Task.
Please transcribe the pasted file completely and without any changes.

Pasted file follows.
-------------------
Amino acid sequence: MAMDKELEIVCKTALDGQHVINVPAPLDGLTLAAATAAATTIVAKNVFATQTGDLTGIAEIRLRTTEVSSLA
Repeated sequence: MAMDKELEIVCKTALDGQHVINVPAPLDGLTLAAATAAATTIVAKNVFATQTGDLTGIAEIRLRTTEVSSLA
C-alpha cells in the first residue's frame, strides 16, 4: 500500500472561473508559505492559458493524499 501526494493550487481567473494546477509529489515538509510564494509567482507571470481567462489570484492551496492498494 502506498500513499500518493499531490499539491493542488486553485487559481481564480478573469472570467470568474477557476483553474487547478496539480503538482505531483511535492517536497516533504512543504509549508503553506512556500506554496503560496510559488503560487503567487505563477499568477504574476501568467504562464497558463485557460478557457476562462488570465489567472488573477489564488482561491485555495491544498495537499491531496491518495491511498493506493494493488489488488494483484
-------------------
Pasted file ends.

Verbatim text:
Amino acid sequence: MAMDKELEIVCKTALDGQHVINVPAPLDGLTLAAATAAATTIVAKNVFATQTGDLTGIAEIRLRTTEVSSLA
Repeated sequence: MAMDKELEIVCKTALDGQHVINVPAPLDGLTLAAATAAATTIVAKNVFATQTGDLTGIAEIRLRTTEVSSLA
C-alpha cells in the first residue's frame, strides 16, 4: 500500500472561473508559505492559458493524499 501526494493550487481567473494546477509529489515538509510564494509567482507571470481567462489570484492551496492498494 502506498500513499500518493499531490499539491493542488486553485487559481481564480478573469472570467470568474477557476483553474487547478496539480503538482505531483511535492517536497516533504512543504509549508503553506512556500506554496503560496510559488503560487503567487505563477499568477504574476501568467504562464497558463485557460478557457476562462488570465489567472488573477489564488482561491485555495491544498495537499491531496491518495491511498493506493494493488489488488494483484